Diversification of economic activities in Africa may be the key to sustaining the momentum created by the consistent economic growth outlook.  Tourism is a growth industry which could be easily organized and nurtured to bring jobs and revenues to the state.

In 2014, countries such as such as Ethiopia, Kenya, Mauritius, Seychelles and Tanzania continued to make inroads in the tourism sector.  However in countries such as Cape Verde and Namibia, tourism was adversely affected as tourist arrivals from Europe declined. In Cape Verde tourism receipts slowed even though occupancy rates increased, pointing to competitive pricing pressures in this most important sector, which, together with related industries, represents 30% of GDP.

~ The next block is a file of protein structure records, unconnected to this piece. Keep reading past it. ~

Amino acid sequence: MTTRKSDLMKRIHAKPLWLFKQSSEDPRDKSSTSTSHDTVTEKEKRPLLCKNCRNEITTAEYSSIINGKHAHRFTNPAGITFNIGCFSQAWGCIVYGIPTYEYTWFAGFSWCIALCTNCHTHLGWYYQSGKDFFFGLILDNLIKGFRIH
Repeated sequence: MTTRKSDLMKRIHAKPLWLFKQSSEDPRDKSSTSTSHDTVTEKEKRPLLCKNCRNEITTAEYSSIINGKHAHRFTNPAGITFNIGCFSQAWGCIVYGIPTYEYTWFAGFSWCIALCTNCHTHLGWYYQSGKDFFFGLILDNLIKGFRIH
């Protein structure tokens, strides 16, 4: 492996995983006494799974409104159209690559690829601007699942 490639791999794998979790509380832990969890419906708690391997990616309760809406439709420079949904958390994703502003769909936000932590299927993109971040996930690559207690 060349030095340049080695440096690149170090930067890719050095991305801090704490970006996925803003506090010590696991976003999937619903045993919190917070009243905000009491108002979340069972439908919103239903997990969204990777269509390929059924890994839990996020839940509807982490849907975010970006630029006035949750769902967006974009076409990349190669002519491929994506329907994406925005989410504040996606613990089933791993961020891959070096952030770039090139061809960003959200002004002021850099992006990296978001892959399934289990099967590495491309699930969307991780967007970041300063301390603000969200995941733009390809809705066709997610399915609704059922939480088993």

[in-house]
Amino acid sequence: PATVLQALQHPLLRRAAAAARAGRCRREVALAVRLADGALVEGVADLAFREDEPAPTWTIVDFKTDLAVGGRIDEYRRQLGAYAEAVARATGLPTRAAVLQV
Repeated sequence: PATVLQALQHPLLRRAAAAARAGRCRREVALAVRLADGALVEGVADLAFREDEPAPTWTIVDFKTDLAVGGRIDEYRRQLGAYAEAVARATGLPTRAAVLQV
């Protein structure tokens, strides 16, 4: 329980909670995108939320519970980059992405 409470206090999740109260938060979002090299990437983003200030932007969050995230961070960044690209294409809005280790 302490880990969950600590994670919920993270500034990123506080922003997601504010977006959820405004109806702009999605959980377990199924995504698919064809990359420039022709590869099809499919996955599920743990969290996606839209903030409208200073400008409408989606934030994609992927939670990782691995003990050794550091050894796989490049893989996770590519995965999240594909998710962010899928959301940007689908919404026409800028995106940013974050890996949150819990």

Strong political and economic governance needed:

Strengthening political and economic governance in Africa could significantly contribute to narrowing economic and social inequalities. Since 2010, Africa has witnessed an increasing number of free and fair elections, and the trend is expected to continue. Despite a bumpy start, Tunisia just consolidated democratic gains with the enactment of the national constitution in early 2014, and subsequent free and fair elections in December 2014.  However, progress in other North African countries affected by the Arab Spring uprising has been slow. Relative peace in the Horn of Africa has been blighted by reports of civil conflict in South Sudan while the crisis in the Central Africa Republic risks deepening fragility of the region. 

Ebola and other internal challenges remain: